Time-restricted eating, a common weight-loss strategy often known as intermittent fasting, has been linked to a significantly higher risk of cardiovascular death.

In a study published by the American Heart Association (AHA), a group of 20,000 adults who followed an eight-hour time-restricted eating schedule were found to have a 91% higher risk of dying from heart disease compared to those who spread out their meals across 12 to 16 hours.

The findings were presented at the American Heart Association’s Epidemiology and Prevention│Lifestyle and Cardiometabolic Scientific Sessions last week in Chicago, although the study has not yet been peer-reviewed.

Here are more details. 

What is time-restricted eating?

There are several types of intermittent fasting — but they all follow the same concept of alternating between fasting and eating. 

With a time-restricted approach, the dieter only eats during a certain window. 

For example, with the 16/8 method, the person fasts for 16 hours and then can eat within an eight-hour span, between 10 a.m. and 6 p.m. 

Other versions involve fasting for a full 24 hours once or twice per week — or only consuming limited calories on fasting days.

Previous studies have found that time-restricted eating can improve key measures related to heart health, including blood pressure, blood glucose and cholesterol levels, the AHA noted in a press release.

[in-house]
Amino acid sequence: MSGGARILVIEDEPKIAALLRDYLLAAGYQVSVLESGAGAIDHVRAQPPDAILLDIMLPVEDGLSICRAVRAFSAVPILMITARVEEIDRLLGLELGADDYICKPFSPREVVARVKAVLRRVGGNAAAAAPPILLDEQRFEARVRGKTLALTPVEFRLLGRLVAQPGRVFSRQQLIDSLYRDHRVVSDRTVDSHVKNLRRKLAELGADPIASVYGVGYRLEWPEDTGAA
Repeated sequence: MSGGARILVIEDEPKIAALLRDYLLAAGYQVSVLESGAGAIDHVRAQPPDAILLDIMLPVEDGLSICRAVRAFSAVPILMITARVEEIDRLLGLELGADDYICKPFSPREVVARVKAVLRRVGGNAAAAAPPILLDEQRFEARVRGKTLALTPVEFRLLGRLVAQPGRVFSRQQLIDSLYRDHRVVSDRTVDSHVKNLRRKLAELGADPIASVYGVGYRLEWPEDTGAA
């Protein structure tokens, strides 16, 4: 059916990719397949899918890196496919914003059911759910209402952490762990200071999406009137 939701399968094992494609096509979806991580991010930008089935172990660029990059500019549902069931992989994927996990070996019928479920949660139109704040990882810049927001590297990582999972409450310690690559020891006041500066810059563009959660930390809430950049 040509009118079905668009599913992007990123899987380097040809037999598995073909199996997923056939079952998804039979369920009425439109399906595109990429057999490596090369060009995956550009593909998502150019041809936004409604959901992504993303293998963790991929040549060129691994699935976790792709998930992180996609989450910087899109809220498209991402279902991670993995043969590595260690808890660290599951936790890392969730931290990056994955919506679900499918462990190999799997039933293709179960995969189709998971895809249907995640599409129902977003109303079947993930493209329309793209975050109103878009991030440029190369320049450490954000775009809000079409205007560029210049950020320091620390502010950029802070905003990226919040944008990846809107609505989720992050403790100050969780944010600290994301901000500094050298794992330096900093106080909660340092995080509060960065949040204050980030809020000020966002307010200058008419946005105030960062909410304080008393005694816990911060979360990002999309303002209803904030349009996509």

“Restricting daily eating time to a short period, such as eight hours per day, has gained popularity in recent years as a way to lose weight and improve heart health,” said senior study author Victor Wenze Zhong, PhD, a professor and chair of the department of epidemiology and biostatistics at the Shanghai Jiao Tong University School of Medicine in Shanghai, China, in the release. 

“However, the long-term health effects of time-restricted eating, including the risk of death from any cause or cardiovascular disease, are unknown.”

What are the study details?

Researchers from the Shanghai Jiao Tong University School of Medicine in Shanghai, China, analyzed information from the annual 2003-2018 National Health and Nutrition Examination Surveys (NHANES).

They compared it to causes of death logged by the Centers for Disease Control and Prevention (CDC) between 2003 and December 2019.

People who ate all daily food in a window of less than eight hours had the highest (91%) risk of cardiovascular death, followed by those who ate in a window of between eight and 10 hours (a 66% risk).